Security researchers have identified a weakness in the Internet Public Key Infrastructure (PKI) that is used to issue digital signatures and certificates for secure websites.† The researchers presented the weakness December 30, 2008, at the 25th Chaos Communication Congress (25C3) conference in Berlin, Germany.
The attack is possible because of advances in cryptographic research that target the MD5 cryptographic hash function.† Attackers could construct Certification Authority (CA) certificates that have the same MD5 hash as a valid CA certificate to impersonate trusted root CA certificates.† Successful MD5 collisions allow attackers to impersonate root CA certificates that rely on the weak MD5 algorithm.† Root CAs that do not rely on the weak MD5 algorithm cannot be impersonated using this attack.
The researchers claim that the proof-of-concept rogue certificate they have created is accepted as valid by most web browsers.† Successful attacks could allow attackers to spoof any websites, including banking and e-commerce websites, that are secured using the HTTPS protocol and that rely on a root CA using the weak MD5 algorithm.† Attack types could include spoofing, phishing, code signing, e-mail security, and other trust-related attacks.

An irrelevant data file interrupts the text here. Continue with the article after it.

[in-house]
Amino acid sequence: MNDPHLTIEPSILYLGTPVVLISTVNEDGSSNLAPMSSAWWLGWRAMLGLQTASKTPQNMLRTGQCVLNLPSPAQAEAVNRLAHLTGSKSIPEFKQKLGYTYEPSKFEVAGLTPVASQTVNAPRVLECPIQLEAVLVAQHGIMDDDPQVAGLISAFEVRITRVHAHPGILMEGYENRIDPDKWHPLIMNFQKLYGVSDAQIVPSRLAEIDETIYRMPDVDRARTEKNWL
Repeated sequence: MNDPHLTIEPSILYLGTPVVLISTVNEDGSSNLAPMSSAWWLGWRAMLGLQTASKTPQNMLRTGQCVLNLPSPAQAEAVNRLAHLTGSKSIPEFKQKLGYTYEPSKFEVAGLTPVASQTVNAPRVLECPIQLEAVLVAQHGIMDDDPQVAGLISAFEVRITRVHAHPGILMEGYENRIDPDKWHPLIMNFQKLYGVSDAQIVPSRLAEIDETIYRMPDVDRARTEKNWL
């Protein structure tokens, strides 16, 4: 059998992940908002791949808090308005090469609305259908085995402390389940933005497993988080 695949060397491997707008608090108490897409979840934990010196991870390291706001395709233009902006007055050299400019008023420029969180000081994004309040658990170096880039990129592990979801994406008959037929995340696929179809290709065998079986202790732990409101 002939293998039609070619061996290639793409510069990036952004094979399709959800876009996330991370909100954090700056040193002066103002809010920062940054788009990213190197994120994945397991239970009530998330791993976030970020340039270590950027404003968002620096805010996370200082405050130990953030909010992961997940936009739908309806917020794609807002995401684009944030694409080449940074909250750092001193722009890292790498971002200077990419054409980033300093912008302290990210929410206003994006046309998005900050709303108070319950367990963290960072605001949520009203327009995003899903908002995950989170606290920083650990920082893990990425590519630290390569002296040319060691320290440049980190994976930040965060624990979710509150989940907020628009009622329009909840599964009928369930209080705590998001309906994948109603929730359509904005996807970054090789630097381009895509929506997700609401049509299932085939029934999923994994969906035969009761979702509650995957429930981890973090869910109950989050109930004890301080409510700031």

Reports indicate that the researchers were able to create a successful attack using test digital certificates and a cluster of 200 Sony PlayStation 3 gaming consoles.† The researchers state that the MD5 collision attack is not easy to achieve, limiting the pool of potential attackers.† However, because of the nature of PKI, one maliciously generated root CA could be used to generate a multitude of malicious certificates for any number of malicious websites.† The proof-of-concept demonstration at 25C3 may encourage root CAs that still rely on MD5 to migrate to more secure algorithms, such as the SHA-1 or SHA-2 algorithm.†
The affected CAs have not been disclosed by the researchers; however, reports indicate that at least six CAs are using the weak algorithm.
The attack is staged by using MD5 collisions.† This term refers to two certificates for which the MD5 hash is the same.
Cisco has released a security response to address Cisco bug IDs CSCsw88068 and CSCsw90626 at the following link: cisco-sr-20090115-md5
Entrust has released a knowledge base article at the following link: 7690
Microsoft has released a security advisory at the following link: 961509
Mozilla has released an announcement at the following link: MD5 Weaknesses Could Lead to Certificate Forgery
Red Hat has released security advisories at the following links: RHSA-2010:0837 and RHSA-2010:0838.† Red Hat packages can be updated using the up2date or yum command.
TrustCenter has released an announcement at the following link: TC TrustCenter response to SSL Vulnerability paper
Ubuntu has released a security notice at the following link: USN-740-1.† Ubuntu has released updated packages; users can install the updates using Update Manager.
VeriSign has released an announcement at the following link: on_md5_vulnerabilities_and_mit
US-CERT has released a vulnerability note at the following link: VU#836068